of whether the improvements planned from the projects could be achieved 
more economically through privatization. DOD officials stated that they 
assume that the services have considered privatization alternatives to 
achieving needed housing improvements and that the use of military 
construction funds is appropriate when the services propose this 
option. Service officials also stated that prior to submitting a 
housing proposal they consider both construction and privatization 
alternatives and chose the option that is more appropriate.

During our review, however, we identified some approved housing 
construction projects that were being used as an intermediate step to 
privatization without a clear analysis of the benefits of one 
alternative over the other. Specifically, the Army, the Air Force, and 
the Marine Corps have recently used, or plan to use, military housing 
construction projects to build replacement housing at installations 
where the services plan to privatize all housing in the near future. In 
some instances, the construction of the new military-owned houses 
apparently will be completed just in time to convey ownership of 
the units to a privatization developer who will begin collecting rent 
from military occupants of the units. Examples of cases we identified 
are shown below.

* The Army's fiscal year 2004 budget included $41 million for a 
military construction project at Fort Knox, Kentucky, to replace 
inadequate houses with 178 new houses. The new houses will be conveyed 
to a privatization developer when all family housing at Fort Knox is 
privatized--scheduled for 2006. Army officials stated that the 
rationale for the project was to replace inadequate houses with houses 
that meet current requirements as quickly as possible and that this 
could be achieved by using military construction funding. The officials 
also stated that the project should result in reducing the amount of 
government funds that will be needed to initiate the privatization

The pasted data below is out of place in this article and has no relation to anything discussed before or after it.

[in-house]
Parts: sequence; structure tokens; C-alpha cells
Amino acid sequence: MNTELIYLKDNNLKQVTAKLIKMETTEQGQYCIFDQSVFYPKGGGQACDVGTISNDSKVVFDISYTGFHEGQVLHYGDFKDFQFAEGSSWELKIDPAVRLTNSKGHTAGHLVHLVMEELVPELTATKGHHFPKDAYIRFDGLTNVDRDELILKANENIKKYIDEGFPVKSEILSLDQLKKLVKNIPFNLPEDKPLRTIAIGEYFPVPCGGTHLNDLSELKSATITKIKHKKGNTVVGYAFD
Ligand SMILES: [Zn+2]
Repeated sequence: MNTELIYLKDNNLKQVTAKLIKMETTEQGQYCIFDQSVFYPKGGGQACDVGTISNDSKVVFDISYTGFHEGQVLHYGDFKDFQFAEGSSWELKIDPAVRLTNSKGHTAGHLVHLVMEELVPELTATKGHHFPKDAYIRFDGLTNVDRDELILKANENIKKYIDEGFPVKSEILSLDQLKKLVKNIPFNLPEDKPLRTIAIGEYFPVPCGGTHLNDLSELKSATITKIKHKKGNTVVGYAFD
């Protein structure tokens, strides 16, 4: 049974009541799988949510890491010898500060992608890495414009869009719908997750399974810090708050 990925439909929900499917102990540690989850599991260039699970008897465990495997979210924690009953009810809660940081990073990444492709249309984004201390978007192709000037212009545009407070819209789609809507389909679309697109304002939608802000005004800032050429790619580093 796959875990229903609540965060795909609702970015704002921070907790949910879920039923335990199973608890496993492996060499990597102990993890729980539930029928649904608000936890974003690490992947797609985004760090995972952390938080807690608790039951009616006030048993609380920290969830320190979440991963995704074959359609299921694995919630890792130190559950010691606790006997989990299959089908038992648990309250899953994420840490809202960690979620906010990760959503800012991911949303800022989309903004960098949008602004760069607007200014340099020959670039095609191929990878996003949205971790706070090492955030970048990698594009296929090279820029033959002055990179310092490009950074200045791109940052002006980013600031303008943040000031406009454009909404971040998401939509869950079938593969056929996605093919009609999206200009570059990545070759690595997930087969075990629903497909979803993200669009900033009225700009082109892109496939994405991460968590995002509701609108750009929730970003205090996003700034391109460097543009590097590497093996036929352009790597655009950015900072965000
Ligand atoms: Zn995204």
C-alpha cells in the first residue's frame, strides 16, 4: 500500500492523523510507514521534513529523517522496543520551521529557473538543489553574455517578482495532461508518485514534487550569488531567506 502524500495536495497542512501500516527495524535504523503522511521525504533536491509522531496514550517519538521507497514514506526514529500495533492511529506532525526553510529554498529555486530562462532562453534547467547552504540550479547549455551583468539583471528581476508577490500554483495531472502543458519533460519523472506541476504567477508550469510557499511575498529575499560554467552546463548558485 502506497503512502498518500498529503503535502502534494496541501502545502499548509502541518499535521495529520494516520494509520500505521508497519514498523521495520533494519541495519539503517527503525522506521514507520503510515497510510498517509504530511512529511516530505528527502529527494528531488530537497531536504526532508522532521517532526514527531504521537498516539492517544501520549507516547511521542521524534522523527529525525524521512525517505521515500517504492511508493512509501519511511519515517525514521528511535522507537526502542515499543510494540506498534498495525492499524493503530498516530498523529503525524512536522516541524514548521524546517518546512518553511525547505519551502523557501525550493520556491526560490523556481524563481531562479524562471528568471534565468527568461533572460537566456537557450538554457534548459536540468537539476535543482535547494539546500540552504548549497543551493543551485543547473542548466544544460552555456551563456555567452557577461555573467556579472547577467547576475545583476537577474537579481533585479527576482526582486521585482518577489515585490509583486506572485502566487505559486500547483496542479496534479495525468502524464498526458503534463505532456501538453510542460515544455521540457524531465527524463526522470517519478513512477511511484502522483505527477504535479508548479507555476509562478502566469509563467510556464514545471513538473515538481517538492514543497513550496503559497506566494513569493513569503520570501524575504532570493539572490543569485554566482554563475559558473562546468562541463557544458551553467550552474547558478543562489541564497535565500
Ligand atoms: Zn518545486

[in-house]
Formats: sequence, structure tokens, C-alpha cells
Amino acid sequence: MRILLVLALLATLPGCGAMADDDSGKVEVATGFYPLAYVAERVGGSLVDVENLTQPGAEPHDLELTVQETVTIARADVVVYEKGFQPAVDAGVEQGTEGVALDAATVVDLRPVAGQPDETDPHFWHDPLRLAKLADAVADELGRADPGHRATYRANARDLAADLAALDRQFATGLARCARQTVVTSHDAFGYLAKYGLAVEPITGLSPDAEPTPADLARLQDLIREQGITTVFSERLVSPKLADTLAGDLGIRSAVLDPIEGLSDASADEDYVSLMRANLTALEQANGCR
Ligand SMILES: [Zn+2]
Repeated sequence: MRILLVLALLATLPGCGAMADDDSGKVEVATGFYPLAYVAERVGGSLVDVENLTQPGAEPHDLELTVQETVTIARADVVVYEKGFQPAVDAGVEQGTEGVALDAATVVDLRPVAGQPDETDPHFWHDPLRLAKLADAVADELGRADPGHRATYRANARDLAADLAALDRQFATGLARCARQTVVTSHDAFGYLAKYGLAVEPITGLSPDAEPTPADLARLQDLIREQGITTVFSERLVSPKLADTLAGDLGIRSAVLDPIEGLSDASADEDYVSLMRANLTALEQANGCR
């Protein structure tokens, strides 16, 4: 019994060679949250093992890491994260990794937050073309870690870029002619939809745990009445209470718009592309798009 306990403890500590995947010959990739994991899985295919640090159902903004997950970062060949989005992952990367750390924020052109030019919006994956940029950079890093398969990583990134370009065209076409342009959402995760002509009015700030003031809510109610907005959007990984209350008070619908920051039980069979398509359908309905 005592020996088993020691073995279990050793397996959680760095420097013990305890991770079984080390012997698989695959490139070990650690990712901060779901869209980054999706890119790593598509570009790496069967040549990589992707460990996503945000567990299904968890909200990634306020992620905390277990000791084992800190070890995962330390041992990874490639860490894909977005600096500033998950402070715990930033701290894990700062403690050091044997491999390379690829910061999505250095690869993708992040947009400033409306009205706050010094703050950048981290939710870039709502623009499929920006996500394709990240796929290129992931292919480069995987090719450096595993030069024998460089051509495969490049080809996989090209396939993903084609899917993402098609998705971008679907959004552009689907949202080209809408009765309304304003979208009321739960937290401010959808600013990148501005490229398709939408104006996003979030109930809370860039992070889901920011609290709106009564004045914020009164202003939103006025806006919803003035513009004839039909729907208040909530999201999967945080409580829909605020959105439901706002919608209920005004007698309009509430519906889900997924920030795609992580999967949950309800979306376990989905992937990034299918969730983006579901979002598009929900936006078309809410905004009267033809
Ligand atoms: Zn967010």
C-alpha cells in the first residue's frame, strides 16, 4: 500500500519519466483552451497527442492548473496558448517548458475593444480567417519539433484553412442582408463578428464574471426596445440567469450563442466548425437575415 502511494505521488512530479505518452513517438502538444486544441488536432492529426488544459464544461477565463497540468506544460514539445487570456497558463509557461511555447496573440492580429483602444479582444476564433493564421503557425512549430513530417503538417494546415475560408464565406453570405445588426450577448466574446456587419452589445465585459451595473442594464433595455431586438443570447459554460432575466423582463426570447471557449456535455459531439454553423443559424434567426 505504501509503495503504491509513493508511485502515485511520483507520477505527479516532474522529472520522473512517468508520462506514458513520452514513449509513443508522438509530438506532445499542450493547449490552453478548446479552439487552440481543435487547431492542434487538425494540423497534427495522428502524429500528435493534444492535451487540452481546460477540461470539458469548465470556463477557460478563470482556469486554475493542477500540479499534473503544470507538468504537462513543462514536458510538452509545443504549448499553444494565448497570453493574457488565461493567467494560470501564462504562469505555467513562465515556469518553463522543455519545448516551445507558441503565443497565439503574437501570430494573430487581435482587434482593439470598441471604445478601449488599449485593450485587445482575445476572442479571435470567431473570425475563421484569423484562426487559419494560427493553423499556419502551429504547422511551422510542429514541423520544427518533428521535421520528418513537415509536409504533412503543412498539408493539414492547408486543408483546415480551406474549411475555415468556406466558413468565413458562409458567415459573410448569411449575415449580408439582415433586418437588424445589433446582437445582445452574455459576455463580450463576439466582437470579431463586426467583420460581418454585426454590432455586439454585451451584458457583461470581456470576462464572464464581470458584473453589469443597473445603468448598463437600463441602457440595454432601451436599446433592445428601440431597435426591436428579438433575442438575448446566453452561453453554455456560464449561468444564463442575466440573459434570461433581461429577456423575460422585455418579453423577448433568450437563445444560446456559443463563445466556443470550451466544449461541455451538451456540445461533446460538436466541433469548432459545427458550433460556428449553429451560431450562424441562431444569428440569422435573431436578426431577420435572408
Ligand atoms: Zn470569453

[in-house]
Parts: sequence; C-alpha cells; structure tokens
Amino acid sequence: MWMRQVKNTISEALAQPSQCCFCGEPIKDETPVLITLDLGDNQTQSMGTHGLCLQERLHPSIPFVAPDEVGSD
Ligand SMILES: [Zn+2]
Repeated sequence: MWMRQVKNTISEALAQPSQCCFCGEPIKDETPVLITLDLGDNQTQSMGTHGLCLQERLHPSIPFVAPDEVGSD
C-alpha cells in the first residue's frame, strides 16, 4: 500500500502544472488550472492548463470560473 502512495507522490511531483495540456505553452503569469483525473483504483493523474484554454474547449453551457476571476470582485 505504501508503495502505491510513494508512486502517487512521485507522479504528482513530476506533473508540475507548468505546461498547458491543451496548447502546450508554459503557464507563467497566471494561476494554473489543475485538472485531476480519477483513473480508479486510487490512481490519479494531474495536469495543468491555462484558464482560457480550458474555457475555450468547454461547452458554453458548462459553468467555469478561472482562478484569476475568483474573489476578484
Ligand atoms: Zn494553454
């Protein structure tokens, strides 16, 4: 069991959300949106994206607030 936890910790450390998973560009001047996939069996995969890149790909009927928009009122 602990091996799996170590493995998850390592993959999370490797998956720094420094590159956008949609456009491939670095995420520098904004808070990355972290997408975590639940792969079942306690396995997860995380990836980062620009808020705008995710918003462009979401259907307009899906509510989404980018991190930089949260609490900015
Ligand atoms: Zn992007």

project at Fort Knox.

* The Marine Corps' fiscal year 2004 budget included about $68 million 
for two military construction projects at Camp Lejeune, North Carolina, 
to replace 519 inadequate family housing units. Also, the Marine Corps' 
fiscal year 2003 budget included about $44 million for another military 
construction project to replace 317 inadequate family housing units at 
the installation. Marine Corps officials stated that the new housing 
units will be conveyed to a privatization developer when all family 
housing at Camp Lejeune is privatized--scheduled for 2005 or 2006. The 
officials also stated that the rationale for the projects was to 
improve the quality of life for the occupants of this housing and 
reduce the large number of inadequate housing units at Camp Lejeune. 
The officials stated that by using military housing construction 
projects to reduce the work that would be required by a privatization 
developer, the initial amount of government funds required to start the 
privatization project might be reduced, making the privatization 
project financially more feasible for the Marine Corps.

* The Air Force's fiscal year 2004 budget included about $20 million 
for a military construction project to replace 120 inadequate houses 
with 112 new houses at Dover Air Force Base, Delaware. Also, the Air 
Force's fiscal year 2002 and 2003 budgets included military 
construction projects to replace inadequate housing at the 
installation--about $18 million for 120 units in fiscal year 2002 and 
about $20 million for 112 housing units in fiscal year 2003. Air Force 
officials stated that the new housing units will be conveyed to a 
privatization developer when all family housing at Dover Air Force Base 
is privatized--scheduled for 2005. The officials also stated that at 
the time the proposals for the construction projects were prepared, the 
Air Force did not consider that housing privatization was financially 
feasible at the installation. However, after re-evaluation, the Air 
Force concluded that the installation had privatization potential and 
added the installation to its privatization schedule. The officials 
stated that the Air Force also concluded that there would be less risk 
and greater value added by continuing the implementation of the 
military construction projects prior to privatization.

Service officials stated that they have used military housing 
construction projects at installations slated for future privatization 
when justified by various reasons, such as those illustrated in the